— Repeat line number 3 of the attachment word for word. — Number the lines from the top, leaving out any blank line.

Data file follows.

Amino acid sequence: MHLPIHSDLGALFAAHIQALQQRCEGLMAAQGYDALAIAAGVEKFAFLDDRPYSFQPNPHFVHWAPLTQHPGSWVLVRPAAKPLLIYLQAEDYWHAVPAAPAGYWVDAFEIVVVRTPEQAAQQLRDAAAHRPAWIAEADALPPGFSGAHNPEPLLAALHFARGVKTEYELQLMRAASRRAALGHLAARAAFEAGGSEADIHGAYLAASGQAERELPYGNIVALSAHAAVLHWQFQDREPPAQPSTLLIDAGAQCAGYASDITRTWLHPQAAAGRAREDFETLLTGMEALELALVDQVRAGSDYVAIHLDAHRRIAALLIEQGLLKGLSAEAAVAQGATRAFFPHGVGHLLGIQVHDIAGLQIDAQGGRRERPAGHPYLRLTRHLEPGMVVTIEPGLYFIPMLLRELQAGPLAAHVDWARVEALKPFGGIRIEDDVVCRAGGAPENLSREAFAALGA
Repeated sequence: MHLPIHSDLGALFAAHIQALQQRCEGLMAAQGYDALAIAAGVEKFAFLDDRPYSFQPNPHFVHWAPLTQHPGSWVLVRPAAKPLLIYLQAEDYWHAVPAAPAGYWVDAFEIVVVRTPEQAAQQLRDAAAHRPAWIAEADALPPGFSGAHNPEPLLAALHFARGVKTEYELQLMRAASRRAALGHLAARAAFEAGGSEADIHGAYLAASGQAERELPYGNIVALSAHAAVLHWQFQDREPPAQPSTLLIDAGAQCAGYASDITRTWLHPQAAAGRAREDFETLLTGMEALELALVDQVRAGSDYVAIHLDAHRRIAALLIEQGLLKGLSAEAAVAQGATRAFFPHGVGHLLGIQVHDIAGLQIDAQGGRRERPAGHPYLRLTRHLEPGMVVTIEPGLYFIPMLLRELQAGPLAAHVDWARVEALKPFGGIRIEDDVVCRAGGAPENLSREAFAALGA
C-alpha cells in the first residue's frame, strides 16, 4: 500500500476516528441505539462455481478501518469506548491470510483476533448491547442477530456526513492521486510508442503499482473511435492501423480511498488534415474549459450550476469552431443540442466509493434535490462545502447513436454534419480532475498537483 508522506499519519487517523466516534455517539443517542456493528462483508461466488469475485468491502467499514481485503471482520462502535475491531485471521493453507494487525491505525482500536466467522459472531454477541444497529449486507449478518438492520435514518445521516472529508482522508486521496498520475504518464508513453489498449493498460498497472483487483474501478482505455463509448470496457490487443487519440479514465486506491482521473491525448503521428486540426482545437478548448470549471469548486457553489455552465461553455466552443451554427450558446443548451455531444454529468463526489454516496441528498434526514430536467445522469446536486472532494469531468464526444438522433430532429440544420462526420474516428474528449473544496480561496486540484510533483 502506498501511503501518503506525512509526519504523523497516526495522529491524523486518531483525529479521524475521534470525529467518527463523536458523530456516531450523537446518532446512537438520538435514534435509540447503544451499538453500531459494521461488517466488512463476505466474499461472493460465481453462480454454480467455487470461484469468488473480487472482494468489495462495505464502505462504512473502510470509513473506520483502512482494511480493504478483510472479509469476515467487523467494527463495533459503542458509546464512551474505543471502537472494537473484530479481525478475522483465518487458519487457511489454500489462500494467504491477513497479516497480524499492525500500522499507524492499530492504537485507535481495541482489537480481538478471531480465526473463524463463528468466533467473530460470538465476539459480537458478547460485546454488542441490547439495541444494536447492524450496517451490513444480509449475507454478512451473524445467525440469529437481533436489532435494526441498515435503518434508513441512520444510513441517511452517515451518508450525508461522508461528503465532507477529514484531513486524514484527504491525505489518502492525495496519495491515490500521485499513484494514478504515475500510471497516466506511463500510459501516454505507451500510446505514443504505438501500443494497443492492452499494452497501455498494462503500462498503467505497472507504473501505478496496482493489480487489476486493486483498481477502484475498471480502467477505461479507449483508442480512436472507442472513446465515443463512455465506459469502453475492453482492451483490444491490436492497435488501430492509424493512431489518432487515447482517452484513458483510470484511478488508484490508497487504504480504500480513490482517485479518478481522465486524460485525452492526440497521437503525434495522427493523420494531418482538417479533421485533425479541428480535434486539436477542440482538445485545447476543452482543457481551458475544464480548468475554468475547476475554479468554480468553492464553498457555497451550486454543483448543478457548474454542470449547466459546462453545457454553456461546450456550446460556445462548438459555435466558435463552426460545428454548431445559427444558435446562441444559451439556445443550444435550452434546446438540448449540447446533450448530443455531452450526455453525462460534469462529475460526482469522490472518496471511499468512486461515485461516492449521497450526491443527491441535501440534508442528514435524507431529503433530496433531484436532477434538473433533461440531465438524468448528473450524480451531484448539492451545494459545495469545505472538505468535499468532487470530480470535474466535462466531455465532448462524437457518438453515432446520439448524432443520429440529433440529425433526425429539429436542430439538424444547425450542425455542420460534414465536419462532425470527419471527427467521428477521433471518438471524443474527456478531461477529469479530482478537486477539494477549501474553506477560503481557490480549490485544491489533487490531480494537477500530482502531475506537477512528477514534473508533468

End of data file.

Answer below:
C-alpha cells in the first residue's frame, strides 16, 4: 500500500476516528441505539462455481478501518469506548491470510483476533448491547442477530456526513492521486510508442503499482473511435492501423480511498488534415474549459450550476469552431443540442466509493434535490462545502447513436454534419480532475498537483 508522506499519519487517523466516534455517539443517542456493528462483508461466488469475485468491502467499514481485503471482520462502535475491531485471521493453507494487525491505525482500536466467522459472531454477541444497529449486507449478518438492520435514518445521516472529508482522508486521496498520475504518464508513453489498449493498460498497472483487483474501478482505455463509448470496457490487443487519440479514465486506491482521473491525448503521428486540426482545437478548448470549471469548486457553489455552465461553455466552443451554427450558446443548451455531444454529468463526489454516496441528498434526514430536467445522469446536486472532494469531468464526444438522433430532429440544420462526420474516428474528449473544496480561496486540484510533483 502506498501511503501518503506525512509526519504523523497516526495522529491524523486518531483525529479521524475521534470525529467518527463523536458523530456516531450523537446518532446512537438520538435514534435509540447503544451499538453500531459494521461488517466488512463476505466474499461472493460465481453462480454454480467455487470461484469468488473480487472482494468489495462495505464502505462504512473502510470509513473506520483502512482494511480493504478483510472479509469476515467487523467494527463495533459503542458509546464512551474505543471502537472494537473484530479481525478475522483465518487458519487457511489454500489462500494467504491477513497479516497480524499492525500500522499507524492499530492504537485507535481495541482489537480481538478471531480465526473463524463463528468466533467473530460470538465476539459480537458478547460485546454488542441490547439495541444494536447492524450496517451490513444480509449475507454478512451473524445467525440469529437481533436489532435494526441498515435503518434508513441512520444510513441517511452517515451518508450525508461522508461528503465532507477529514484531513486524514484527504491525505489518502492525495496519495491515490500521485499513484494514478504515475500510471497516466506511463500510459501516454505507451500510446505514443504505438501500443494497443492492452499494452497501455498494462503500462498503467505497472507504473501505478496496482493489480487489476486493486483498481477502484475498471480502467477505461479507449483508442480512436472507442472513446465515443463512455465506459469502453475492453482492451483490444491490436492497435488501430492509424493512431489518432487515447482517452484513458483510470484511478488508484490508497487504504480504500480513490482517485479518478481522465486524460485525452492526440497521437503525434495522427493523420494531418482538417479533421485533425479541428480535434486539436477542440482538445485545447476543452482543457481551458475544464480548468475554468475547476475554479468554480468553492464553498457555497451550486454543483448543478457548474454542470449547466459546462453545457454553456461546450456550446460556445462548438459555435466558435463552426460545428454548431445559427444558435446562441444559451439556445443550444435550452434546446438540448449540447446533450448530443455531452450526455453525462460534469462529475460526482469522490472518496471511499468512486461515485461516492449521497450526491443527491441535501440534508442528514435524507431529503433530496433531484436532477434538473433533461440531465438524468448528473450524480451531484448539492451545494459545495469545505472538505468535499468532487470530480470535474466535462466531455465532448462524437457518438453515432446520439448524432443520429440529433440529425433526425429539429436542430439538424444547425450542425455542420460534414465536419462532425470527419471527427467521428477521433471518438471524443474527456478531461477529469479530482478537486477539494477549501474553506477560503481557490480549490485544491489533487490531480494537477500530482502531475506537477512528477514534473508533468